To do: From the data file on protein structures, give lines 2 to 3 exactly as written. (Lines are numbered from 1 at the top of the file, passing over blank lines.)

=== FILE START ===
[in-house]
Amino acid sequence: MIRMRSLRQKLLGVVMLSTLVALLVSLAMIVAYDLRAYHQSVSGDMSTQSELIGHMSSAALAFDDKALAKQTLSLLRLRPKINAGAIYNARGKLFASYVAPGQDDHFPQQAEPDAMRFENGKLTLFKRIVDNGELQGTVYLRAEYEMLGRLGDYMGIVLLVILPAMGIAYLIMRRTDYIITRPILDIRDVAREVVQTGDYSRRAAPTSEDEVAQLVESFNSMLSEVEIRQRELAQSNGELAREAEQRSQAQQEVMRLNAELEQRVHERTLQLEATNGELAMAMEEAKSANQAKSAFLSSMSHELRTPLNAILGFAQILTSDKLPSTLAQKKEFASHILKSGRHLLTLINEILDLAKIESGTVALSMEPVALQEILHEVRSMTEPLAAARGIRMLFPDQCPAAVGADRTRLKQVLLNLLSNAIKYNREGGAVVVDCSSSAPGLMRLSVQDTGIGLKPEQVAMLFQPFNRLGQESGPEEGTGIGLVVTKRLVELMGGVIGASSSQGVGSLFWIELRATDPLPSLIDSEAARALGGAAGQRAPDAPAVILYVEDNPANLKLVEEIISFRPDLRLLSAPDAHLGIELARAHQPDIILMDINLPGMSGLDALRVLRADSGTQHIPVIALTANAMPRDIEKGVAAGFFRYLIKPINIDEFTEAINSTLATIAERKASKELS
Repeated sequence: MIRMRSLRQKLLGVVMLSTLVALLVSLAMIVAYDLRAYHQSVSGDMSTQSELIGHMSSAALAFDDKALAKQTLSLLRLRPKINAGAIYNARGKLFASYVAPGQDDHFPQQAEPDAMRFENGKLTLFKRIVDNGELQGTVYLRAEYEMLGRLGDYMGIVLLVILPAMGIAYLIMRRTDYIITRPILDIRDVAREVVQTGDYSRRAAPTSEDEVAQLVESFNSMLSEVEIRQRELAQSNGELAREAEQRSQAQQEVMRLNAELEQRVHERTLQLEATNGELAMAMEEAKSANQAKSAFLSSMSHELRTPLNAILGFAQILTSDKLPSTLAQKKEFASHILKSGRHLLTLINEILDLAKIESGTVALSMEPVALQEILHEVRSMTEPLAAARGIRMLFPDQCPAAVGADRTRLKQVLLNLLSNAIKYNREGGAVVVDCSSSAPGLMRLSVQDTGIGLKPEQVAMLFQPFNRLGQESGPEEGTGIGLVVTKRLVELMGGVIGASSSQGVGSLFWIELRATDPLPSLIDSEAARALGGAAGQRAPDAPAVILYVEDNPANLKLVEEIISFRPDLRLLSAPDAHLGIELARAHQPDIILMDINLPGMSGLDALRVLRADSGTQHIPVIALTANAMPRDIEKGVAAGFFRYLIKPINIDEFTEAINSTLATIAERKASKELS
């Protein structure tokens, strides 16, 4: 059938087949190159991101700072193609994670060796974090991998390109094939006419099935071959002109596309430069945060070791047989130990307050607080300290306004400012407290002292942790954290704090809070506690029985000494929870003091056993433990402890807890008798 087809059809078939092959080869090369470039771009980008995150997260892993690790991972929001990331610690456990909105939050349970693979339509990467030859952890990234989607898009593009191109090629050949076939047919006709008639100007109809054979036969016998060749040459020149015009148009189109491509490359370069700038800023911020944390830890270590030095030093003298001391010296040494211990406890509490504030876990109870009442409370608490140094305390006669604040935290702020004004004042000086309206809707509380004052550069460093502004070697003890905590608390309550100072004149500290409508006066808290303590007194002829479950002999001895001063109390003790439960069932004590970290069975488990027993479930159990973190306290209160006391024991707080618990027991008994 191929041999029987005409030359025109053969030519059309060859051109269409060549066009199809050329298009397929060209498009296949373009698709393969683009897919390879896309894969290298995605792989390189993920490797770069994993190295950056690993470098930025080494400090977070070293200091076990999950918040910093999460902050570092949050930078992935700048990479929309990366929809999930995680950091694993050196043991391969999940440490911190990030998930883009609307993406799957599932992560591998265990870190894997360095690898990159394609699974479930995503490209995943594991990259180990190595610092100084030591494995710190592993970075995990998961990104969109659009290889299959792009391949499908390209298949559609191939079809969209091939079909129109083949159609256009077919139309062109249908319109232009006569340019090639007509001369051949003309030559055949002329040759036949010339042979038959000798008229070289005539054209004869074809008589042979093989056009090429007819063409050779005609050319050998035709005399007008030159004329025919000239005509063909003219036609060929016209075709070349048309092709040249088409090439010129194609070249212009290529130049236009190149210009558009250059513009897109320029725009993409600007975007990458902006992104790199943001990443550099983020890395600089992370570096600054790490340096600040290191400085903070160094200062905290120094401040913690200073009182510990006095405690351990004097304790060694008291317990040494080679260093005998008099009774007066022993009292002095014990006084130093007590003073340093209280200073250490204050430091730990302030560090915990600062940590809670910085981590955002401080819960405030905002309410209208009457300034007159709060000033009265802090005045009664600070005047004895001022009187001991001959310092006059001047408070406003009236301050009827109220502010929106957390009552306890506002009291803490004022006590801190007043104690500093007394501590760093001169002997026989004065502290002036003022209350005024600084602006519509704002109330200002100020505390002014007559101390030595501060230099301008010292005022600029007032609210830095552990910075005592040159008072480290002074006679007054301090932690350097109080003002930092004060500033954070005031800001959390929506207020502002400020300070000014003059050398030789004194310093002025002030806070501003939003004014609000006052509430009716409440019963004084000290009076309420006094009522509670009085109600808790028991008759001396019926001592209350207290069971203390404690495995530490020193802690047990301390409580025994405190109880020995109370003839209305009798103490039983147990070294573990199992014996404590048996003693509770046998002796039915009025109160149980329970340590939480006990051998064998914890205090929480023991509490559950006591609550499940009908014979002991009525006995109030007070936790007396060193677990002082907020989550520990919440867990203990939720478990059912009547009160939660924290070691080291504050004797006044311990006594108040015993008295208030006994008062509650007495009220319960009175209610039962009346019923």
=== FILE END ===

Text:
Amino acid sequence: MIRMRSLRQKLLGVVMLSTLVALLVSLAMIVAYDLRAYHQSVSGDMSTQSELIGHMSSAALAFDDKALAKQTLSLLRLRPKINAGAIYNARGKLFASYVAPGQDDHFPQQAEPDAMRFENGKLTLFKRIVDNGELQGTVYLRAEYEMLGRLGDYMGIVLLVILPAMGIAYLIMRRTDYIITRPILDIRDVAREVVQTGDYSRRAAPTSEDEVAQLVESFNSMLSEVEIRQRELAQSNGELAREAEQRSQAQQEVMRLNAELEQRVHERTLQLEATNGELAMAMEEAKSANQAKSAFLSSMSHELRTPLNAILGFAQILTSDKLPSTLAQKKEFASHILKSGRHLLTLINEILDLAKIESGTVALSMEPVALQEILHEVRSMTEPLAAARGIRMLFPDQCPAAVGADRTRLKQVLLNLLSNAIKYNREGGAVVVDCSSSAPGLMRLSVQDTGIGLKPEQVAMLFQPFNRLGQESGPEEGTGIGLVVTKRLVELMGGVIGASSSQGVGSLFWIELRATDPLPSLIDSEAARALGGAAGQRAPDAPAVILYVEDNPANLKLVEEIISFRPDLRLLSAPDAHLGIELARAHQPDIILMDINLPGMSGLDALRVLRADSGTQHIPVIALTANAMPRDIEKGVAAGFFRYLIKPINIDEFTEAINSTLATIAERKASKELS
Repeated sequence: MIRMRSLRQKLLGVVMLSTLVALLVSLAMIVAYDLRAYHQSVSGDMSTQSELIGHMSSAALAFDDKALAKQTLSLLRLRPKINAGAIYNARGKLFASYVAPGQDDHFPQQAEPDAMRFENGKLTLFKRIVDNGELQGTVYLRAEYEMLGRLGDYMGIVLLVILPAMGIAYLIMRRTDYIITRPILDIRDVAREVVQTGDYSRRAAPTSEDEVAQLVESFNSMLSEVEIRQRELAQSNGELAREAEQRSQAQQEVMRLNAELEQRVHERTLQLEATNGELAMAMEEAKSANQAKSAFLSSMSHELRTPLNAILGFAQILTSDKLPSTLAQKKEFASHILKSGRHLLTLINEILDLAKIESGTVALSMEPVALQEILHEVRSMTEPLAAARGIRMLFPDQCPAAVGADRTRLKQVLLNLLSNAIKYNREGGAVVVDCSSSAPGLMRLSVQDTGIGLKPEQVAMLFQPFNRLGQESGPEEGTGIGLVVTKRLVELMGGVIGASSSQGVGSLFWIELRATDPLPSLIDSEAARALGGAAGQRAPDAPAVILYVEDNPANLKLVEEIISFRPDLRLLSAPDAHLGIELARAHQPDIILMDINLPGMSGLDALRVLRADSGTQHIPVIALTANAMPRDIEKGVAAGFFRYLIKPINIDEFTEAINSTLATIAERKASKELS